2. H. Arimoto and B. Javidi, “Integral three-dimensional imaging with digital reconstruction,” Opt. Lett. 26(3), 157–159 (2001). [CrossRef] [PubMed]

].

Despite advantages over optical reconstruction, the image quality of the slice images from CIIR still depends on the resolution of each elemental image; CIIR suffers from low image quality due to the limitation of capture devices. To remedy the problem, some studies have been discussed [9

9. J.-S. Jang and B. Javidi, “Improved viewing resolution of three-dimensional integral imaging by use of nonstationary micro-optics,” Opt. Lett. 27(5), 324–326 (2002). [CrossRef] [PubMed]

16

16. A. Stern, B. Javidi, A. Stern, and B. Javidi, “Three-dimensional image sensing and reconstruction with time-division multiplexed computational integral imaging,” Appl. Opt. 42(35), 7036–7042 (2003). [CrossRef] [PubMed]

]. One approach is to increase the sampling rate 3D scene by moving a lenslet array in two-dimensional directions, which is called as the moving array-lenslet technique (MALT) [9

9. J.-S. Jang and B. Javidi, “Improved viewing resolution of three-dimensional integral imaging by use of nonstationary micro-optics,” Opt. Lett. 27(5), 324–326 (2002). [CrossRef] [PubMed]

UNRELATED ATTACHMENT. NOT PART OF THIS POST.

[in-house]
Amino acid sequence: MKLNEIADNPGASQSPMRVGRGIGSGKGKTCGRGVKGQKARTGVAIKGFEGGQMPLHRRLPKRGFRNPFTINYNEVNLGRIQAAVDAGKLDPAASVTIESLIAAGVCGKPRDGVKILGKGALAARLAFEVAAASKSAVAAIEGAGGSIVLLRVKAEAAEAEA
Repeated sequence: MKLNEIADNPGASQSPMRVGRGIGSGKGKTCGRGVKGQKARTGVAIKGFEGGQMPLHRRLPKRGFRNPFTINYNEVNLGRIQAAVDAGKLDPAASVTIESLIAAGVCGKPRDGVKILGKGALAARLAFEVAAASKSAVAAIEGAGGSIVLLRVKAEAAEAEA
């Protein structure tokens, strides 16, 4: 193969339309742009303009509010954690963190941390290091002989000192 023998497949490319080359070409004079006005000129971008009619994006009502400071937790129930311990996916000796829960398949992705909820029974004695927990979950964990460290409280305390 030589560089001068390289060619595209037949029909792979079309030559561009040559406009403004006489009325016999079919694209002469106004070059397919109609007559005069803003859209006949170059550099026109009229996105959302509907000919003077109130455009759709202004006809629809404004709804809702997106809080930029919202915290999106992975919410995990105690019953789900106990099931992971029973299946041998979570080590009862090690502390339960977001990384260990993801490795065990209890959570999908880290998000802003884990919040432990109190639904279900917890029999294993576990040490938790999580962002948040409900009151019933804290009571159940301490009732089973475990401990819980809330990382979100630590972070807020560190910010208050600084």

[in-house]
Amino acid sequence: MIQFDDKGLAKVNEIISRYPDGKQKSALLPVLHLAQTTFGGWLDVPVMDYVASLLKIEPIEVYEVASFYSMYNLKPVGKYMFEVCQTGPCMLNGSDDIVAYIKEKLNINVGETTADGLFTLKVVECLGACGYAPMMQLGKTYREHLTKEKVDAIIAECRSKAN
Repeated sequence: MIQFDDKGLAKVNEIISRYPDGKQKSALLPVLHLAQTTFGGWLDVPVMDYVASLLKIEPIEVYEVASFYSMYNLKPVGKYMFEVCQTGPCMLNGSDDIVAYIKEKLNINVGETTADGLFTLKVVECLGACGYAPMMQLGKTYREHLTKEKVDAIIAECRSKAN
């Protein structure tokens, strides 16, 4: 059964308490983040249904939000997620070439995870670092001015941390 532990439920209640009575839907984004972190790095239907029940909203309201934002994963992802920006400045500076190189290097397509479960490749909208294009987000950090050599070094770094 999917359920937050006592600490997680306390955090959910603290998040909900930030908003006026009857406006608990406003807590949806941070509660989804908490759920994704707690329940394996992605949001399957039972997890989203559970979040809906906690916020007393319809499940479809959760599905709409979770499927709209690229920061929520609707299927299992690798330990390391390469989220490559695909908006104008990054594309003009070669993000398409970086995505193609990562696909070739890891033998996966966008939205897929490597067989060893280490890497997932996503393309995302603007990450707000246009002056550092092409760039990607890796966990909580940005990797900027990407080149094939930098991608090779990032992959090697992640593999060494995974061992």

]. In the technique, shifting a lenslet array and multiple snapshots provides a set of elemental image arrays. The technique however requires a very accurate xy-moving stage. Also, a double snapshots-based technique was recently addressed [12

12. H. Navarro, J. C. Barreiro, G. Saavedra, M. Martínez-Corral, and B. Javidi, “High-resolution far-field integral-imaging camera by double snapshot,” Opt. Express 20(2), 890–895 (2012). [CrossRef] [PubMed]

]. Another approach is to increase the resolution of elemental images by moving a camera [13

13. R. Schulein, M. DaneshPanah, and B. Javidi, “3D imaging with axially distributed sensing,” Opt. Lett. 34(13), 2012–2014 (2009). [CrossRef] [PubMed]

15

15. D.-H. Shin and B. Javidi, “Three-dimensional imaging and visualization of partially occluded objects using axially distributed stereo image sensing,” Opt. Lett. 37(9), 1394–1396 (2012). [CrossRef] [PubMed]

], which is called as synthetic aperture integral imaging (SAII). Every snapshot from a camera moving is considered as an elemental image, where the resolution of each elemental image is much higher than that of the lenslet array-based method. However, the number of elemental images in SAII is much smaller than that of the lenslet array-based method. A much lower number of elemental images may restrict the usefulness of the SAII technique.